But not in fact— The next day, when history had barely begun, and without any preparation for it, Claire Randall passed through the stones and was propelled into the 18th century of a Scotland under the yoke of the British army. And everything is accelerating. The encounter with the red tunics, including her husband’s grandfather, much less charming than the latter, then with Dougal’s men and finally, Jamie. 

Even though Claire’s thought keeps us in the search for a rational explanation, which will not last long... the main line of history is no longer the crossing of time, but: how to survive in this century without being able to explain where one comes from. 

So magically...we accept this new reality and everything in it. 


The author could have stuck to that. A woman crosses the centuries and finds love while trying to change the course of history. I’m sure we would have been satisfied with that. 


However, during an evening at Leoch Castle, the bard Gwillin sings the song of the woman of Balnain who speaks of a woman who crossed the stones, exactly like Claire. 

Surprisingly, there is no mention of the fact that this woman from the song, could be Claire. For who can come and tell his passage through time, if not a woman who came back a second time to say it? 

And above all, what a reversal of situation! Because here, from our point of view, it is no longer a legend become reality! But the reality, that of Claire, nourishing the legend 

Then comes the very confusing and yet charismatic Geillis Duncan. 

Who is she really? What are her secrets? Her powers? 

She could be only a healer a little eccentric of course, but very quickly we feel a paradoxical posture that gives the character a special aura. Scholar and yet attached to beliefs (the envoutement of Thomas Baxter), cautious and yet dancing naked at night around a fire, healer but just as poisonous.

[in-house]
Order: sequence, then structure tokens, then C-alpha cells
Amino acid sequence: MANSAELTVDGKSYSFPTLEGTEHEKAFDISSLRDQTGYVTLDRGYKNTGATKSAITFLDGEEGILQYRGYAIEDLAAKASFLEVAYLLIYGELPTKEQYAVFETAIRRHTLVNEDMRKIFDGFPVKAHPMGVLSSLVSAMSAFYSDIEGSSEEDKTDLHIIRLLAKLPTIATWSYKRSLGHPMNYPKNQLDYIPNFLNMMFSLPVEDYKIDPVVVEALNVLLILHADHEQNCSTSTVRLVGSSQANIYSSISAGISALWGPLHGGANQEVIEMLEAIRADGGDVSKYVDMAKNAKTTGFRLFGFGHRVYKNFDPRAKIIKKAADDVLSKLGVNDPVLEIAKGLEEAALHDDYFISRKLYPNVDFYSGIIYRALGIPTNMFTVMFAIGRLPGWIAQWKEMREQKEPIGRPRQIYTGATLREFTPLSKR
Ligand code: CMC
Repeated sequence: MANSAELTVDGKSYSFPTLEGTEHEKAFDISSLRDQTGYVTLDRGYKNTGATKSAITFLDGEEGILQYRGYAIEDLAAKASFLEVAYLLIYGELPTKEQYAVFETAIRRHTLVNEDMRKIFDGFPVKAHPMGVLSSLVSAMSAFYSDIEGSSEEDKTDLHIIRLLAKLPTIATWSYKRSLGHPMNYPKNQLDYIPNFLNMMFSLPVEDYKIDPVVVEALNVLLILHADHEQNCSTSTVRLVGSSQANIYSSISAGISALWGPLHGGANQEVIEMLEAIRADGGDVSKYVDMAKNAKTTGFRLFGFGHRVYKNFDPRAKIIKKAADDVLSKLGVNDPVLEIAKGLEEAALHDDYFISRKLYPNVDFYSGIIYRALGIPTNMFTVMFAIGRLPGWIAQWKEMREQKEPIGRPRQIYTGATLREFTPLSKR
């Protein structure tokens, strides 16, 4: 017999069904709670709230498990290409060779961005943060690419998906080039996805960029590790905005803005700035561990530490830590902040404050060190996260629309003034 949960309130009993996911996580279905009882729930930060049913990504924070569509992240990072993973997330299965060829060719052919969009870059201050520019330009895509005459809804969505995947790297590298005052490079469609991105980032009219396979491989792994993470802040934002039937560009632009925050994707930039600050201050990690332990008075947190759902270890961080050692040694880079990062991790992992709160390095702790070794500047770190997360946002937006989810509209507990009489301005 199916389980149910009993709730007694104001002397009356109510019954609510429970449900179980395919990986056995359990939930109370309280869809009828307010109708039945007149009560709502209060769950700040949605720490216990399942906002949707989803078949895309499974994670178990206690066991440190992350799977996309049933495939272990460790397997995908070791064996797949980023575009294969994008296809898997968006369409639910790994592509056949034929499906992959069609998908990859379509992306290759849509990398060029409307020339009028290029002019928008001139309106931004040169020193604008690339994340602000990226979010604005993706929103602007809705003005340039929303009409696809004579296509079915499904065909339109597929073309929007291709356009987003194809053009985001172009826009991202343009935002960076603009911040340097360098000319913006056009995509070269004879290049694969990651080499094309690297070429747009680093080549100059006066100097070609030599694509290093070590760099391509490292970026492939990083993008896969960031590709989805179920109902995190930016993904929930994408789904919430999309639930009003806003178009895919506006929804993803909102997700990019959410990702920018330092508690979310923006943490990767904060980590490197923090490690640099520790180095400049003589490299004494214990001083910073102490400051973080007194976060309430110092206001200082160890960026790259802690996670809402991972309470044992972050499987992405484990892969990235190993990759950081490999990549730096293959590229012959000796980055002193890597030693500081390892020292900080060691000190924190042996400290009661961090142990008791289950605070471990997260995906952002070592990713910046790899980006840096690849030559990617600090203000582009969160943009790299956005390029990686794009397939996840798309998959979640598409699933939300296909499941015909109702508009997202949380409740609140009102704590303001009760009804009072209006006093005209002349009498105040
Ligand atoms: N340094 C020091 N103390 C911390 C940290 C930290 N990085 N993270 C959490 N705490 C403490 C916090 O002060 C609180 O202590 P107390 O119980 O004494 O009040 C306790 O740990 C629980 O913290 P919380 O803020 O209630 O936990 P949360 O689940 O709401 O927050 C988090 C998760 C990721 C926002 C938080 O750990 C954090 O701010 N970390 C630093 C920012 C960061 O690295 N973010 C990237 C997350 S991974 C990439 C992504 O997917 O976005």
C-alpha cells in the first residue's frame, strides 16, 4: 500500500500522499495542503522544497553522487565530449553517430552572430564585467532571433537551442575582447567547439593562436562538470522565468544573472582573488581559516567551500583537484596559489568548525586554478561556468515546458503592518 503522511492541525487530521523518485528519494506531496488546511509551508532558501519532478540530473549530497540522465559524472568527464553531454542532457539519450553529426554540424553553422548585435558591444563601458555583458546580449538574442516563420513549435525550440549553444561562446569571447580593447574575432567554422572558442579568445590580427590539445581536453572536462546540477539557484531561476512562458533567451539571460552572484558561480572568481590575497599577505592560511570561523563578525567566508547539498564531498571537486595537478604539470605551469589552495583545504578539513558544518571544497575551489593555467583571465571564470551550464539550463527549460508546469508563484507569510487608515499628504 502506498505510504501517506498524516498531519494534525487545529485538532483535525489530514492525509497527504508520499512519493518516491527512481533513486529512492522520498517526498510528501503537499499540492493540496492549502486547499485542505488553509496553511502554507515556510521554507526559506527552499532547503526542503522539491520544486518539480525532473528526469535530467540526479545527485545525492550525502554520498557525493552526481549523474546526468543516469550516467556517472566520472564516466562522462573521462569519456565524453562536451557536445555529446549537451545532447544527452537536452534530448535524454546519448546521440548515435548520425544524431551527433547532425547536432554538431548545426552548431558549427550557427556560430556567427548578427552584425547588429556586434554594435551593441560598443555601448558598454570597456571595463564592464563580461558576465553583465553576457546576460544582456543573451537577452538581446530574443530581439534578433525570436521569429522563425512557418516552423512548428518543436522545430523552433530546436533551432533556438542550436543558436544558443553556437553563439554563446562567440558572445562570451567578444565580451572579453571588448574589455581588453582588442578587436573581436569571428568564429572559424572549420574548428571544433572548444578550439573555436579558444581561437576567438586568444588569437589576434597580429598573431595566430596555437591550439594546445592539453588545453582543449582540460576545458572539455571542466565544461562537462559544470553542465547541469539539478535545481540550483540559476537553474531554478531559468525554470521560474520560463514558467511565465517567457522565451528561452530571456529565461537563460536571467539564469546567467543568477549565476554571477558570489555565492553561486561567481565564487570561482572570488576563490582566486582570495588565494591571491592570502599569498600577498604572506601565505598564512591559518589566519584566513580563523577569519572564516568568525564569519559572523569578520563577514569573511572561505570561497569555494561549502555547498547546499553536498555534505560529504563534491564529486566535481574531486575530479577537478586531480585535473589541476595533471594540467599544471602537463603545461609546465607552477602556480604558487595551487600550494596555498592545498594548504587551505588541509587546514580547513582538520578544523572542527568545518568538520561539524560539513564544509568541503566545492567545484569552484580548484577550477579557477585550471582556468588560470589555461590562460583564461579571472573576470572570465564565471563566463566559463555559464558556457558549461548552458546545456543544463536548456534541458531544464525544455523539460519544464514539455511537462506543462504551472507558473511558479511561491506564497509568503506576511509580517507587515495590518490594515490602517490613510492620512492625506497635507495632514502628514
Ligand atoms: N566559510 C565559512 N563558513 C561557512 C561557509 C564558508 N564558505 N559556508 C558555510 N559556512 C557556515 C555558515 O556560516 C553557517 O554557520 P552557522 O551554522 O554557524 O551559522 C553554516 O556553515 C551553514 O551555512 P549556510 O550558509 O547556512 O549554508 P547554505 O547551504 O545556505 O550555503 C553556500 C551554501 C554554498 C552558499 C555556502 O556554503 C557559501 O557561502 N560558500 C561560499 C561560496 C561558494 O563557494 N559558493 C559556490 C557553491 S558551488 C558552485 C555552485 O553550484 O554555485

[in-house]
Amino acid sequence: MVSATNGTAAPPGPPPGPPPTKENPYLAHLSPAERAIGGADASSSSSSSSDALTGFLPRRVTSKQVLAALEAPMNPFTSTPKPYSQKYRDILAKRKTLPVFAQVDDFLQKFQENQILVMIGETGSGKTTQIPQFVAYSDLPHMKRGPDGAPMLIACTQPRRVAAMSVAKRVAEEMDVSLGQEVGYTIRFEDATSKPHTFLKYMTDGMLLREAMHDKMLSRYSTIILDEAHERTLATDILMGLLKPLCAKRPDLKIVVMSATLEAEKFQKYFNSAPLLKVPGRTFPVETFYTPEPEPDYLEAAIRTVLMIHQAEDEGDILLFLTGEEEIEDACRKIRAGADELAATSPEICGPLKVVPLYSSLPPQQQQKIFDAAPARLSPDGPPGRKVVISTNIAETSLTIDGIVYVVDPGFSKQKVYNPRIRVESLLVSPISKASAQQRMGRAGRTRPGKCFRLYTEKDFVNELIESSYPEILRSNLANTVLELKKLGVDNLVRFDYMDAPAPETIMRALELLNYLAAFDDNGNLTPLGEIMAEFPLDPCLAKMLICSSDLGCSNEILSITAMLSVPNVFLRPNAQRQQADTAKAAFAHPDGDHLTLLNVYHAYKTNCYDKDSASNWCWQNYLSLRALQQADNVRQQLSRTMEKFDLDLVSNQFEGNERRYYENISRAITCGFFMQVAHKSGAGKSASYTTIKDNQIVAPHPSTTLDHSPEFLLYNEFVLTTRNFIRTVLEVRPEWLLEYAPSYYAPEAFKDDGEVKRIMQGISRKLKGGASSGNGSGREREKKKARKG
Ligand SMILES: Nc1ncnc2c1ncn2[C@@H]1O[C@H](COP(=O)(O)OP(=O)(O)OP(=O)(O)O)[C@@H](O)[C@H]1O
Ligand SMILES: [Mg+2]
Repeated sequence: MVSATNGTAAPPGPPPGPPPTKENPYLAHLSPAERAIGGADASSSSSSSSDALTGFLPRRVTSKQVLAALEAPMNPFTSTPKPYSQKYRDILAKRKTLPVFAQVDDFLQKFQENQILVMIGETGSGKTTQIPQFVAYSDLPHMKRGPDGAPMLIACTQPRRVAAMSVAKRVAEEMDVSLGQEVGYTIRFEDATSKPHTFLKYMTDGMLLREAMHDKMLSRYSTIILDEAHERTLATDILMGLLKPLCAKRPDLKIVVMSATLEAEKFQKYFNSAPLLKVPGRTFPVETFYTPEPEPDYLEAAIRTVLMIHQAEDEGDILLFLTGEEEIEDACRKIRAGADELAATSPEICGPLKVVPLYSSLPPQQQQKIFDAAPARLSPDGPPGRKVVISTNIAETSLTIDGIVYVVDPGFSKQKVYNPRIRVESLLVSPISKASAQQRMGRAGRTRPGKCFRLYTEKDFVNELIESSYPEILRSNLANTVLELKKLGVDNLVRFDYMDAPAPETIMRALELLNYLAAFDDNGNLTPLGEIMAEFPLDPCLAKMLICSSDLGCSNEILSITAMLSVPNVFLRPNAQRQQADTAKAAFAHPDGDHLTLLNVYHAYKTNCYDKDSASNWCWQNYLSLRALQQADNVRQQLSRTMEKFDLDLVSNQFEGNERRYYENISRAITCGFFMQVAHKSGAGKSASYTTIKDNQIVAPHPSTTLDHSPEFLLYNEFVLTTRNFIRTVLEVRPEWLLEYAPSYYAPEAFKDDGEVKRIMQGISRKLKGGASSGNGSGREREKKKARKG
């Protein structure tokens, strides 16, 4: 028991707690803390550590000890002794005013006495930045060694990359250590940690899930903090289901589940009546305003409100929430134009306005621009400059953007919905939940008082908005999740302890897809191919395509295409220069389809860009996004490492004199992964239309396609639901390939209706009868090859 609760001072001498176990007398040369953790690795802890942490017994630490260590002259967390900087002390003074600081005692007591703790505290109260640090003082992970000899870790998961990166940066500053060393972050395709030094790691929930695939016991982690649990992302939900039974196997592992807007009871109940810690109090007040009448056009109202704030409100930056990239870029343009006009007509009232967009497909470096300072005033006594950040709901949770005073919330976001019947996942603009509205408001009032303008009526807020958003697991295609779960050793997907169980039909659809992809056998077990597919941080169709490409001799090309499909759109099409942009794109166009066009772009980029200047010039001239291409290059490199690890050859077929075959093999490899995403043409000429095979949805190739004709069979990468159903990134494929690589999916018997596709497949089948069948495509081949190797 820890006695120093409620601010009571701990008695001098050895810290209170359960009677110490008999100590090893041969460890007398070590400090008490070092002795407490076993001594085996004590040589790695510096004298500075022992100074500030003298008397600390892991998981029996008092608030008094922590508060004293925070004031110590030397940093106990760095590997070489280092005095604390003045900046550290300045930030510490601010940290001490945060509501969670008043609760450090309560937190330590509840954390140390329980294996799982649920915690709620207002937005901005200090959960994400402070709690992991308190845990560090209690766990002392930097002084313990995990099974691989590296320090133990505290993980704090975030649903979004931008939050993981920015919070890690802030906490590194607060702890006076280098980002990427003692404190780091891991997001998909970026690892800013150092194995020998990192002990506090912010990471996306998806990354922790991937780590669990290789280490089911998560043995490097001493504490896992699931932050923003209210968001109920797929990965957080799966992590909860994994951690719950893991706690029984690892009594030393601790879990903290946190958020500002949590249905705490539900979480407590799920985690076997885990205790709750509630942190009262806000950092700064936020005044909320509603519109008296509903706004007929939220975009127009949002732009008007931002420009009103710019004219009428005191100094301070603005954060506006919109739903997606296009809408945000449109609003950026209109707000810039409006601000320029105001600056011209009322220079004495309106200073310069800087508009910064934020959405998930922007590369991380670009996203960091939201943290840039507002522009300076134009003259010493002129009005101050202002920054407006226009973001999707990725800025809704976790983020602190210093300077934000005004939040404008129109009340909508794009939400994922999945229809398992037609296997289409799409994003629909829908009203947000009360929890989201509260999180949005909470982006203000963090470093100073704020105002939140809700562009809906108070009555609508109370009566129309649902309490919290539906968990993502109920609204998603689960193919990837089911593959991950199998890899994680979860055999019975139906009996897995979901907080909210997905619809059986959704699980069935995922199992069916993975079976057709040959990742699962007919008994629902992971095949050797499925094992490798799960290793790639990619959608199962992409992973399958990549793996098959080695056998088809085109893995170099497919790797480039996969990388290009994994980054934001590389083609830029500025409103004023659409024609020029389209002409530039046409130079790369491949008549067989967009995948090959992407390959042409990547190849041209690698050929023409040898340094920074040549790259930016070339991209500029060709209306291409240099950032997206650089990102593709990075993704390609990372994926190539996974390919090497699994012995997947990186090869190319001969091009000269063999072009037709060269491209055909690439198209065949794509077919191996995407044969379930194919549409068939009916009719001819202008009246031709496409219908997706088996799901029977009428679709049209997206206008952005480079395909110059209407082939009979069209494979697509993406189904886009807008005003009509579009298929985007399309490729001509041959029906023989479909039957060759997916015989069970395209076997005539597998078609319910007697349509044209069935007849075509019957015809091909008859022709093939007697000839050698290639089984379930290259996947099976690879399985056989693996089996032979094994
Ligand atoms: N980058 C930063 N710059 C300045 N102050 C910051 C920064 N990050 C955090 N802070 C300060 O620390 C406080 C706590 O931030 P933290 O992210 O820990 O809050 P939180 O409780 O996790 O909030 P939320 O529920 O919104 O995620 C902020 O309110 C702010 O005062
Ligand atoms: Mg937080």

And then we learn that she is also a time traveler and everything could make sense! Except that Diana Gabaldon lets doubt about her. Because, of course, she comes from the future, but that is not enough to explain the nature of her powers, whether it be the fact of causing the death of Dougal’s wife (did she do it?) or forcing Young Ian to tell the truth (If it is tea, I want to know the mark!). Unless his knowledge comes from another time, whether it is future or past and that then poses a reality: There is no magic, just a knowledge that escapes us. 

In any case, without us even realizing it, the author announces that the passage of time will not only be an introductory data, but an integral part of history. 

It is subtly evoked, without ever imposing a posture on us. Everyone is free to translate, to get an idea, or even a reason. Everyone is free to rationalize or not. 


We then remain for a long time without evoking the fantastic, the story being entirely devoted to the horror that Jamie suffers in the shadow of the Wentworth prison then to his escape orchestrated by Claire and finally to their exile in France. 

It is there that we meet the wonderful master Raymond, apothecary of his state, but much more than that in truth, it does not take us long to understand him. 

Yet again, everything is suggested. How do you tell the difference between sleight of hand, illusionist talent or real magic powers? Especially as the character uses each other at his convenience to advance in a century where his head could very quickly land on the log. 

What about the sheep bones that appear in the cup? Of the stone that announces the presence of a poison? Her ability to heal Claire and bring her back to life? What about her ability to perceive the aura of others? Who is she? A time traveler? But what time exactly? 

What if the key is there! In the elasticity of a time that offers the traveler an unlimited knowledge?